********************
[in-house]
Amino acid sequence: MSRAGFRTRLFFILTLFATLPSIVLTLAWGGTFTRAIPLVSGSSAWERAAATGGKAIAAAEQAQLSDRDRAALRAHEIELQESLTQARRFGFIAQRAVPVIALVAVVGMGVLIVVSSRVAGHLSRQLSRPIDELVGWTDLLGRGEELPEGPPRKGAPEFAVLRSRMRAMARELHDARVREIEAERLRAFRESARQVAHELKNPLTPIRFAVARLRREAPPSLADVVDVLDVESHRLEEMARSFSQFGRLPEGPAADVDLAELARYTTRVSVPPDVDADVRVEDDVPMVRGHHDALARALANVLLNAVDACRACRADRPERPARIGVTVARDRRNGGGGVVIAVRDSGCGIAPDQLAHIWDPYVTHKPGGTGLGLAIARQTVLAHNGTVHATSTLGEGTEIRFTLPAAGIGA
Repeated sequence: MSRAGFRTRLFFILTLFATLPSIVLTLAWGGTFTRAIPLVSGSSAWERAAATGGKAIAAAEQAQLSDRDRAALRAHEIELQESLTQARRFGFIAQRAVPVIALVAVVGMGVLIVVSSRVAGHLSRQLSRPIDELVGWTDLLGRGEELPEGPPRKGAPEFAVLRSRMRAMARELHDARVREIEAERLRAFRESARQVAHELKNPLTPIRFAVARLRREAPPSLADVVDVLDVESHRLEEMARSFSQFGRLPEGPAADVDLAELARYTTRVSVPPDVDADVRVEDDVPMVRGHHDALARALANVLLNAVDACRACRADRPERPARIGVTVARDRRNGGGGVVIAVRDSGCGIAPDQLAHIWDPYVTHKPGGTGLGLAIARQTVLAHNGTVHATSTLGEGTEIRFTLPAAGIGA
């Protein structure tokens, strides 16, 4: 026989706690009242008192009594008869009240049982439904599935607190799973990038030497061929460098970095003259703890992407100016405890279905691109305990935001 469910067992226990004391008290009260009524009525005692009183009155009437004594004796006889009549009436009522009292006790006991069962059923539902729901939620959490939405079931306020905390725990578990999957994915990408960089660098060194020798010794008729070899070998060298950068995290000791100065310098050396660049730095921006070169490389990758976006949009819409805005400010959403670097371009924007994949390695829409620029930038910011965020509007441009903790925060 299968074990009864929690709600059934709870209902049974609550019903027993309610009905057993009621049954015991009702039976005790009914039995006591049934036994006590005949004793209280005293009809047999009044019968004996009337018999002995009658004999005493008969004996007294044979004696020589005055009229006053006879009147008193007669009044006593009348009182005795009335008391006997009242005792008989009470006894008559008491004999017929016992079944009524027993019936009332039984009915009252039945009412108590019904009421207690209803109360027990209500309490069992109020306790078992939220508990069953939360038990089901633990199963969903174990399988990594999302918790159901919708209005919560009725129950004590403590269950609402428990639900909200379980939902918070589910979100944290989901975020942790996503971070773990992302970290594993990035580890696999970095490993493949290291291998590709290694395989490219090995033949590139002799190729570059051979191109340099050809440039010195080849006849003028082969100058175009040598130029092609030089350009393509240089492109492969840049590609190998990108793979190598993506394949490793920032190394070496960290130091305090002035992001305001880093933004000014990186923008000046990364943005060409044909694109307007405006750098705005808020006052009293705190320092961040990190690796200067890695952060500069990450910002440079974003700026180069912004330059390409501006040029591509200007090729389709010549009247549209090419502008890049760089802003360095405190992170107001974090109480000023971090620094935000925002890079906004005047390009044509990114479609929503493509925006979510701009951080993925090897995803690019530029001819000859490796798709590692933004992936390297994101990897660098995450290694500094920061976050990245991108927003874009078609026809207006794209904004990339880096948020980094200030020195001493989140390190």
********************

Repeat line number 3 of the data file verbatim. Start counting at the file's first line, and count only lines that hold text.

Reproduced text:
Repeated sequence: MSRAGFRTRLFFILTLFATLPSIVLTLAWGGTFTRAIPLVSGSSAWERAAATGGKAIAAAEQAQLSDRDRAALRAHEIELQESLTQARRFGFIAQRAVPVIALVAVVGMGVLIVVSSRVAGHLSRQLSRPIDELVGWTDLLGRGEELPEGPPRKGAPEFAVLRSRMRAMARELHDARVREIEAERLRAFRESARQVAHELKNPLTPIRFAVARLRREAPPSLADVVDVLDVESHRLEEMARSFSQFGRLPEGPAADVDLAELARYTTRVSVPPDVDADVRVEDDVPMVRGHHDALARALANVLLNAVDACRACRADRPERPARIGVTVARDRRNGGGGVVIAVRDSGCGIAPDQLAHIWDPYVTHKPGGTGLGLAIARQTVLAHNGTVHATSTLGEGTEIRFTLPAAGIGA